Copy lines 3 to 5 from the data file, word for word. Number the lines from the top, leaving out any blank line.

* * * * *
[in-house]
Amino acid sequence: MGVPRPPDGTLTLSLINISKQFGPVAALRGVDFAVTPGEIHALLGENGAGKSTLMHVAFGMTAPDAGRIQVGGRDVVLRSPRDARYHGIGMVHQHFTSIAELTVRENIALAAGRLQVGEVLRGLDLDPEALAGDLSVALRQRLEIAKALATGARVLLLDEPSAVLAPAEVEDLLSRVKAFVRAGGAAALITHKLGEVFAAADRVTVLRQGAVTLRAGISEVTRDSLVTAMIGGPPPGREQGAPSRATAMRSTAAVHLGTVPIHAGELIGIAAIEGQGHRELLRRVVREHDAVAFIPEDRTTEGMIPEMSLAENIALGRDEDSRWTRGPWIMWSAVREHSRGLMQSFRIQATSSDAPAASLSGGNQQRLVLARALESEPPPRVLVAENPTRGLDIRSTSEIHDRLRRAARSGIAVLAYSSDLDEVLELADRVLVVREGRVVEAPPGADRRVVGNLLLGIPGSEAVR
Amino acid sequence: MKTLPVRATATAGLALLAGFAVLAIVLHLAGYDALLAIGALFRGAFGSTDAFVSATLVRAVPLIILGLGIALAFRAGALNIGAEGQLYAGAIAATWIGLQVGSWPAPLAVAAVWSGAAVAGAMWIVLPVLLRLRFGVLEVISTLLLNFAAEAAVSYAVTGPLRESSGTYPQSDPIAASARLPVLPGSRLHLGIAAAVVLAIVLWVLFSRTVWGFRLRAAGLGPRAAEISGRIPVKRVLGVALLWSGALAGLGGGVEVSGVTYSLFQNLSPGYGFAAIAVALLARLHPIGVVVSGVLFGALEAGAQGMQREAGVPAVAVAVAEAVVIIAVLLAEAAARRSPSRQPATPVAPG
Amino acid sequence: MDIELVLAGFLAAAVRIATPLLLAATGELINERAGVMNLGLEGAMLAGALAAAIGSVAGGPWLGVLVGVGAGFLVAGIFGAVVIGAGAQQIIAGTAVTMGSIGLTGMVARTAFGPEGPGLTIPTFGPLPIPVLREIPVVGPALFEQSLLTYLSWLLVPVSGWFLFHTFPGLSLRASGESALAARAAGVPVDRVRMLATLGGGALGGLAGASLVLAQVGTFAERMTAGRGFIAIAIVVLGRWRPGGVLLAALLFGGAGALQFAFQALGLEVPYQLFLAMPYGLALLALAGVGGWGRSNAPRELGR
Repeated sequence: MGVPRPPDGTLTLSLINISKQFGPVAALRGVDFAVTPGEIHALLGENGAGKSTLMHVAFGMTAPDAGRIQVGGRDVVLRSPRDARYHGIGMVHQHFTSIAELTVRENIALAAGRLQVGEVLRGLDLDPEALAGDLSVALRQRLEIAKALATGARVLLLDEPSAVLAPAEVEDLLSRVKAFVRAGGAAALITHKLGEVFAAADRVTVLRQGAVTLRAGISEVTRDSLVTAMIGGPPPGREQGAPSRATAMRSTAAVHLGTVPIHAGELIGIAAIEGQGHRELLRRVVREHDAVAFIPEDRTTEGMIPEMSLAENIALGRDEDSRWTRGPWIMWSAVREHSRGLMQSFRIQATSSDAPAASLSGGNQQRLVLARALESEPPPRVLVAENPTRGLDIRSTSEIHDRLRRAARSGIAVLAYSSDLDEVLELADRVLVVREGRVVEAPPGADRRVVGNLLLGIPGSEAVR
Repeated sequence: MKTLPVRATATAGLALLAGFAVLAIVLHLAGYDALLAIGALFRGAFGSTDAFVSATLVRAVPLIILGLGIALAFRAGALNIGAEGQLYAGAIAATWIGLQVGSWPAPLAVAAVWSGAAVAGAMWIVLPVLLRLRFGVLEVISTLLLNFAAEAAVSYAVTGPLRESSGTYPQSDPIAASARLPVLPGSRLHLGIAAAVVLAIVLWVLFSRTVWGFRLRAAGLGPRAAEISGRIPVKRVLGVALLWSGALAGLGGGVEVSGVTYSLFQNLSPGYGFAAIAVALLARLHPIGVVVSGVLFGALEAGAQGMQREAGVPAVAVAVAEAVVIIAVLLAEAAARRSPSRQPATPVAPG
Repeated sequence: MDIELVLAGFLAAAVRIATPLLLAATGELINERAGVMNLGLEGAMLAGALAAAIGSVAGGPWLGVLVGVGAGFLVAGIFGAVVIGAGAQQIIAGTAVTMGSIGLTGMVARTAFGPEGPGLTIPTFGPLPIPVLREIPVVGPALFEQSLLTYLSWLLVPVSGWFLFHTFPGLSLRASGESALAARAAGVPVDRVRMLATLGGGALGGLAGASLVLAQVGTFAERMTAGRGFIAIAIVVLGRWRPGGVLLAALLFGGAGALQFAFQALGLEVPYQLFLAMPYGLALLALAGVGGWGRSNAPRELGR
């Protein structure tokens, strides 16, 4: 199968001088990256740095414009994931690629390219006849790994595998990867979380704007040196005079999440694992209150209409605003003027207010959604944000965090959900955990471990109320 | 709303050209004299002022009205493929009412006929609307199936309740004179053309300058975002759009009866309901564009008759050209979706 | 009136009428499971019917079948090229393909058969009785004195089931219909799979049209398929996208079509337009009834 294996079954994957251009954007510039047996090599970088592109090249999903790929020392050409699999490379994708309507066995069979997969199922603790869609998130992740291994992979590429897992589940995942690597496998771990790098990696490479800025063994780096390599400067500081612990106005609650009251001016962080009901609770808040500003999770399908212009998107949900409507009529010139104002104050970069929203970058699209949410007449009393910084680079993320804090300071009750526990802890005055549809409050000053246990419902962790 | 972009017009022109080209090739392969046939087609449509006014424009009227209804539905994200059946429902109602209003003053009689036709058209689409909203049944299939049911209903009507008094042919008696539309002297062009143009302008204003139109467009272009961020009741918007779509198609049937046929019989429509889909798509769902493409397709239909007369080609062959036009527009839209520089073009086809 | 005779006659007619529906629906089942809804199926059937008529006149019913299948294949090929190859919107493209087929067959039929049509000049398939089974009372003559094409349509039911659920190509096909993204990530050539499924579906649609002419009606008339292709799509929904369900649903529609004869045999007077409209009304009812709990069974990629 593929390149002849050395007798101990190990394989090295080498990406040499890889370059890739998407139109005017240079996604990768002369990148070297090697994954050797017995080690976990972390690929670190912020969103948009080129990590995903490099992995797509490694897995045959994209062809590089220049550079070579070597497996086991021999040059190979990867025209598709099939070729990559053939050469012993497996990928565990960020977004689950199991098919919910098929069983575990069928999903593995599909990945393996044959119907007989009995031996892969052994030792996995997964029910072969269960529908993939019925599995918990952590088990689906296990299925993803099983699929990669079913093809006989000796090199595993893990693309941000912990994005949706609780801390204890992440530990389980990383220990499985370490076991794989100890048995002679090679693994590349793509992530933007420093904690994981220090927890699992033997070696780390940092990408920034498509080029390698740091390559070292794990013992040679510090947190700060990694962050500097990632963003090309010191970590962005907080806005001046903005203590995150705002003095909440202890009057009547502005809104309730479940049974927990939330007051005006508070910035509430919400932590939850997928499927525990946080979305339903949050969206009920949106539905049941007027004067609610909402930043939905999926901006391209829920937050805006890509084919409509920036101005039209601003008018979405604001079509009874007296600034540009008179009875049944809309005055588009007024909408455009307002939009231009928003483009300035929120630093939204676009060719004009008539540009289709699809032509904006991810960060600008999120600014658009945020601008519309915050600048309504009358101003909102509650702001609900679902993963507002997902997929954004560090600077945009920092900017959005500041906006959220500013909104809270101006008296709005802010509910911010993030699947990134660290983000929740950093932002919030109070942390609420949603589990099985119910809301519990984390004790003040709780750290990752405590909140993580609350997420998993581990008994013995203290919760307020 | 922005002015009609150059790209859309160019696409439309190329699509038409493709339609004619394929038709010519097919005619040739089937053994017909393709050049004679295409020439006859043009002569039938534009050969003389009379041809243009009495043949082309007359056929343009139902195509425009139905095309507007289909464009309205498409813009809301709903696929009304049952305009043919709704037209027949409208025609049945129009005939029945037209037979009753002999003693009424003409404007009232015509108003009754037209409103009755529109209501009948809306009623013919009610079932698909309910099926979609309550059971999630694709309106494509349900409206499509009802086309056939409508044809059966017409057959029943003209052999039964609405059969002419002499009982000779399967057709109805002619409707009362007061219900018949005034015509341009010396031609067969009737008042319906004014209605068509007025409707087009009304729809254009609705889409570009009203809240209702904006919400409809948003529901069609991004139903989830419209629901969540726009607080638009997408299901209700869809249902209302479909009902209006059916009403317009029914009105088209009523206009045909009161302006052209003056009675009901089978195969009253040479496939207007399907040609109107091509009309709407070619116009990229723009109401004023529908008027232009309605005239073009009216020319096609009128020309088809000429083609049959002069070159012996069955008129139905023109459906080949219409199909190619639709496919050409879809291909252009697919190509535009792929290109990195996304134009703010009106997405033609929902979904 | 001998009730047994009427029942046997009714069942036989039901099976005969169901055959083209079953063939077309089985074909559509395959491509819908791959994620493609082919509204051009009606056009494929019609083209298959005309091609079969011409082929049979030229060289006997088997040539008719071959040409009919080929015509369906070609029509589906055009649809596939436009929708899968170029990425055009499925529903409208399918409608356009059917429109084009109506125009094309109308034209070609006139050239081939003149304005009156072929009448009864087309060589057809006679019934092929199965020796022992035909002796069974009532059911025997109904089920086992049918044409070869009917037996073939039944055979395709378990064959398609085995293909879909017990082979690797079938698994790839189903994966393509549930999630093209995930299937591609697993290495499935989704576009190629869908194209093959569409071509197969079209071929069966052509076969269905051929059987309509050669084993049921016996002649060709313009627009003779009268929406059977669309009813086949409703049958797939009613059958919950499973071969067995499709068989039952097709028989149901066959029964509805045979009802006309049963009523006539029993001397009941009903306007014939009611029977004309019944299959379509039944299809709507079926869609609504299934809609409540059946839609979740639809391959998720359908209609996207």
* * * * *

Amino acid sequence: MKTLPVRATATAGLALLAGFAVLAIVLHLAGYDALLAIGALFRGAFGSTDAFVSATLVRAVPLIILGLGIALAFRAGALNIGAEGQLYAGAIAATWIGLQVGSWPAPLAVAAVWSGAAVAGAMWIVLPVLLRLRFGVLEVISTLLLNFAAEAAVSYAVTGPLRESSGTYPQSDPIAASARLPVLPGSRLHLGIAAAVVLAIVLWVLFSRTVWGFRLRAAGLGPRAAEISGRIPVKRVLGVALLWSGALAGLGGGVEVSGVTYSLFQNLSPGYGFAAIAVALLARLHPIGVVVSGVLFGALEAGAQGMQREAGVPAVAVAVAEAVVIIAVLLAEAAARRSPSRQPATPVAPG
Amino acid sequence: MDIELVLAGFLAAAVRIATPLLLAATGELINERAGVMNLGLEGAMLAGALAAAIGSVAGGPWLGVLVGVGAGFLVAGIFGAVVIGAGAQQIIAGTAVTMGSIGLTGMVARTAFGPEGPGLTIPTFGPLPIPVLREIPVVGPALFEQSLLTYLSWLLVPVSGWFLFHTFPGLSLRASGESALAARAAGVPVDRVRMLATLGGGALGGLAGASLVLAQVGTFAERMTAGRGFIAIAIVVLGRWRPGGVLLAALLFGGAGALQFAFQALGLEVPYQLFLAMPYGLALLALAGVGGWGRSNAPRELGR
Repeated sequence: MGVPRPPDGTLTLSLINISKQFGPVAALRGVDFAVTPGEIHALLGENGAGKSTLMHVAFGMTAPDAGRIQVGGRDVVLRSPRDARYHGIGMVHQHFTSIAELTVRENIALAAGRLQVGEVLRGLDLDPEALAGDLSVALRQRLEIAKALATGARVLLLDEPSAVLAPAEVEDLLSRVKAFVRAGGAAALITHKLGEVFAAADRVTVLRQGAVTLRAGISEVTRDSLVTAMIGGPPPGREQGAPSRATAMRSTAAVHLGTVPIHAGELIGIAAIEGQGHRELLRRVVREHDAVAFIPEDRTTEGMIPEMSLAENIALGRDEDSRWTRGPWIMWSAVREHSRGLMQSFRIQATSSDAPAASLSGGNQQRLVLARALESEPPPRVLVAENPTRGLDIRSTSEIHDRLRRAARSGIAVLAYSSDLDEVLELADRVLVVREGRVVEAPPGADRRVVGNLLLGIPGSEAVR